While the primary focus of this product is over-the-air reception, the Bolt ITA also supports streaming video from a variety of services. If you subscribe to Netflix, HBO Go, Hulu, or Amazon Prime, and also enjoy watching YouTube, those four services are available in the Apps section. You’ll also find EPIX, Vudu, MLB.TV, HSN, Yahoo!, Tubi, iHeart Radio, and Pandora (now part of Sirius) in this menu. (What you won’t find is Google Play or iTunes.)

For a dedicated cord-cutter, that’s not a bad lineup. Add those to the multiple digital channels carried by broadcasters – our local CBS and NBC affiliates each broadcast 2 different programs on their channels, while the ABC affiliate offers three – and you’ll have quite a selection of TV programs to choose from, although not any of the popular cable and satellite channels like USA, AMC, Fox News, MSNBC, Discovery, and ESPN. (You may be able to stream those on mobile devices, though.)

UNDER TEST

When you connect Bolt OTA to your television via an HDMI cable, the receiver uses your TV’s Extended Display Identification Data (EDID) to determine and automatically set the correct output resolution. For most late-model TVs, that will be 1920x1080p/60, although TiVo claims Bolt OTA will drive a TV at 4K (3840x2160p) resolution with 24Hz or 60hz frame rates.

Once you complete the TiVo boot-up process and authenticate your account, the next step is to perform a channel scan. In my area, I found 69 such channels, performing a scan while writing this review. Many of those are in HD, such as the first minor channels for KYW (CBS), WPVI (ABC), WCAU (NBC), WHYY (PBS), and WTXF (Fox).

The FCC recently auctioned off all TV channels above UHF 36, causing some local broadcasters to shut down their stand-alone transmitter operations (like WFMZ in Allentown, previously on channel 46 but now channel-sharing on VHF-9) and combine program streams in a single, lower channel – something that was against FCC rules as recently as 2009, but is now permitted and in fact encouraged. Don’t be surprised if all of your channels have been found halfway through the scan!

In the Los Angeles market, you could find well over 120 channels of programming, albeit with many of those channels in foreign languages. Even in a smaller market, you could still wind up with over 30 different channels of programming – and that would include local weather and news, which is handy in case of natural disasters or other emergencies.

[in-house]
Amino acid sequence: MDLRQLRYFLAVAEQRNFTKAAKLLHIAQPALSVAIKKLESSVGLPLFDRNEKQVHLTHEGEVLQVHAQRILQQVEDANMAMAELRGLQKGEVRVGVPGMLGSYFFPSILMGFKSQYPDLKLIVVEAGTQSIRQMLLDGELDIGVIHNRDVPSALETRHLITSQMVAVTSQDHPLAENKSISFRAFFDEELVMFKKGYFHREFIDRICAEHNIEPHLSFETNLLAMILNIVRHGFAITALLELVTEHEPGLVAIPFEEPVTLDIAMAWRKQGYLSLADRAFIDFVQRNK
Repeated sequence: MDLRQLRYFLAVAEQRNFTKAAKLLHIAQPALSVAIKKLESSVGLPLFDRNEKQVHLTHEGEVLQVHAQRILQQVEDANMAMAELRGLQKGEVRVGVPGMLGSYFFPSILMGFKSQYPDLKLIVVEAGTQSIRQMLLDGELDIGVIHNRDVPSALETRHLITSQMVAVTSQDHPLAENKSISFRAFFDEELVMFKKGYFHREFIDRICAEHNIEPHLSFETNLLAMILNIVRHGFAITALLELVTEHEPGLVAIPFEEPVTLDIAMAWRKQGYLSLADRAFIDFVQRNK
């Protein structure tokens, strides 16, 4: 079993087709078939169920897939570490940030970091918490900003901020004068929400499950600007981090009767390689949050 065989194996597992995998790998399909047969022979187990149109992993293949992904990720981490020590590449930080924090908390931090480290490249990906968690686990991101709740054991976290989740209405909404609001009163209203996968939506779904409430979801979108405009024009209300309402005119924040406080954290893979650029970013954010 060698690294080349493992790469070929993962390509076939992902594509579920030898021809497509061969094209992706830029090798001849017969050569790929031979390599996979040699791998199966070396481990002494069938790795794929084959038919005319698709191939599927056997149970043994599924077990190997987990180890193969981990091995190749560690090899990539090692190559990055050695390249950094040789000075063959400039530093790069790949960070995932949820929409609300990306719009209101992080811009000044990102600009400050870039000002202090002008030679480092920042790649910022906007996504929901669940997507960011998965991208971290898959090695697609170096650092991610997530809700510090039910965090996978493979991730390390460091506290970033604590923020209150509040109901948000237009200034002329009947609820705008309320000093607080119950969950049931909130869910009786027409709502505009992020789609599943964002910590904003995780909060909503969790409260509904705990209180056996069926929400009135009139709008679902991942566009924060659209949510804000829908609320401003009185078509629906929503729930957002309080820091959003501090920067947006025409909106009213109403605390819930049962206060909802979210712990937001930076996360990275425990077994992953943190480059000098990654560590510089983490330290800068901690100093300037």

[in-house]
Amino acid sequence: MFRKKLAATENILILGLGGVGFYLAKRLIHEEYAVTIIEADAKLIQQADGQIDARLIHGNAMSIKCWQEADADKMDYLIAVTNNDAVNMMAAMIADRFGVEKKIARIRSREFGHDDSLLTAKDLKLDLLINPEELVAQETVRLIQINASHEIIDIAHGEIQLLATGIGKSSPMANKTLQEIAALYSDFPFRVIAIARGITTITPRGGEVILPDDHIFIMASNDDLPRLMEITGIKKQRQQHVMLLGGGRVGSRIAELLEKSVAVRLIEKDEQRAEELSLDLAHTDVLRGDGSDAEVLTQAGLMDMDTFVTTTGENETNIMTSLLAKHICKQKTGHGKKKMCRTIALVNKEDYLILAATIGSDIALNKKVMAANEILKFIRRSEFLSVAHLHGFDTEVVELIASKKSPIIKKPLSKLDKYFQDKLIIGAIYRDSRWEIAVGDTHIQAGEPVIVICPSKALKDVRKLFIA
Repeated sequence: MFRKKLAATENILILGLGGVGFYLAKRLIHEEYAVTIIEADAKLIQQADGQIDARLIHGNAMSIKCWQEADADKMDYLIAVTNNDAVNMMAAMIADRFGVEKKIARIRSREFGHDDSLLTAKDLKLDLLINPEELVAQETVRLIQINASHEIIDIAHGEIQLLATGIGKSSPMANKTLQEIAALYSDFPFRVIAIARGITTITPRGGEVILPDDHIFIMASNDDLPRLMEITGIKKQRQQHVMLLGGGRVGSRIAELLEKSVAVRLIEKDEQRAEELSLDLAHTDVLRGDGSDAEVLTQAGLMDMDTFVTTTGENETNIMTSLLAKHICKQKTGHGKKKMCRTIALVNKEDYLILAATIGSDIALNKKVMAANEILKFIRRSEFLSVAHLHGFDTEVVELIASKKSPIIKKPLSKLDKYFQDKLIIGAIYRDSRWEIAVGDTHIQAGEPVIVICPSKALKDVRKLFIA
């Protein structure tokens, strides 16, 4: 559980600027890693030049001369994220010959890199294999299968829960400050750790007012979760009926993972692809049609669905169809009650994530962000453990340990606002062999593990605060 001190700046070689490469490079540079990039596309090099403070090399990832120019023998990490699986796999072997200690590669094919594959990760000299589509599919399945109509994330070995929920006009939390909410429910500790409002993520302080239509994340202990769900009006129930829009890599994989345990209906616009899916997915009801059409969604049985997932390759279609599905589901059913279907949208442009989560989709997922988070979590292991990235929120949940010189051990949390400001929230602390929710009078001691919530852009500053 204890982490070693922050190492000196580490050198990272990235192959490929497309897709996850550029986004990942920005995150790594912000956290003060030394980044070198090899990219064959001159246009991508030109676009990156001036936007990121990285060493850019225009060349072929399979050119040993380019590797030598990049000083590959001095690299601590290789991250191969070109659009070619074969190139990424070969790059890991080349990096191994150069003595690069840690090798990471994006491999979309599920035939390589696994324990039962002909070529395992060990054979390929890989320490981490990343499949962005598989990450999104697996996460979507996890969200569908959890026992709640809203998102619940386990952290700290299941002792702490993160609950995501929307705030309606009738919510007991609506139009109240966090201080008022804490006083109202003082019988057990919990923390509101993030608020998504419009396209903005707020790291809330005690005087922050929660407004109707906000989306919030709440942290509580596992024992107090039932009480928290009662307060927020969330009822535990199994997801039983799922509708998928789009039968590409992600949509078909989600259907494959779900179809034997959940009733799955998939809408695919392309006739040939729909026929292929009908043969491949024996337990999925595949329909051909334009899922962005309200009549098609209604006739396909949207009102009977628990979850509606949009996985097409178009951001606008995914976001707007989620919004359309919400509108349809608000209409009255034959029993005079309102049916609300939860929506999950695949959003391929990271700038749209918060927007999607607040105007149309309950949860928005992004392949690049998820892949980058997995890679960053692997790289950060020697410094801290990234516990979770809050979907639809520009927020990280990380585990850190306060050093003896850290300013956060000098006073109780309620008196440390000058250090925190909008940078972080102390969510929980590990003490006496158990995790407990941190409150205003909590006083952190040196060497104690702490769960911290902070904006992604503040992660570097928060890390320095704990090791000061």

Scanning for channels takes very little time. Once my antenna was connected, it took less than a minute to find all of the available local channels, which will show up in a channel list. This list matches what’s scanned with channels that TiVo’s program guide thinks you should be able to receive, showing up as a blue checked box. You may find additional channels on the list that aren’t checked because the TiVo receiver couldn’t lock up cleanly on them: Try checking those boxes and watch the channel to see if reception is consistent.

Still one of the most ergonomic remote controls available today

 

To watch TV channels, push the “Live TV” button on the remote control and go to a saved channel one of three ways: (1) Using the channel up/down button, (2) selecting the Guide button and scrolling to and selecting a channel, or (3) entering channel numbers directly using the numeric keypad. Streaming is just as easy. Click on the appropriate app and enter your login and password just once – TiVo will save them automatically – and you’re ready to stream programs.

The wizardry of TiVo comes into play with the remote. You have one-touch recording from the remote or guide, and you can fast-forward or rewind during any program you happen to be watching, up to a maximum of 30 minutes without recording. A large “Skip” button lets you instantly skip through commercial breaks during your recordings, no matter how long they are. You’ll see a notification on-screen that you can use this feature at the start of a commercial break.

For Netflix users, you’ve got a dedicated button that will take you right to the app. Just north of the Guide button is a blue button with a microphone icon for 100% voice operation of Bolt OTA. Just push and hold the button and say what you want to do, like “Watch CBS3” or “Record Sunday Night Football,” and it will happen! (What’s more, the Bolt OTA now works with Amazon’s Alexa voice recognition system for complete hands-off operation.)

The voice control button works most of the time, although it did get confused when I asked to watch specific channel numbers.

 

This function works well most of the time. I had more luck asking TiVo to change to “CBS3” and “6ABC” than when I requested to “watch channel 3” or “switch to channel 10.” I could also activate the program guide and other functions, but the best use of this button is to locate programs – you don’t need to know the channel if the program listing appears in TiVo’s program guide.

The famous “thumbs up” and “thumbs down” buttons have been retained so you can build up a list of favorite programs and channels based on viewing habits. Looking for a particular program, but don’t know if it is available from a broadcast channel or a streaming channel? TiVo’s OneSearch function will find it for you, and OnePass finds all available episodes of a program. (This works really well with voice control.)

CONCLUSION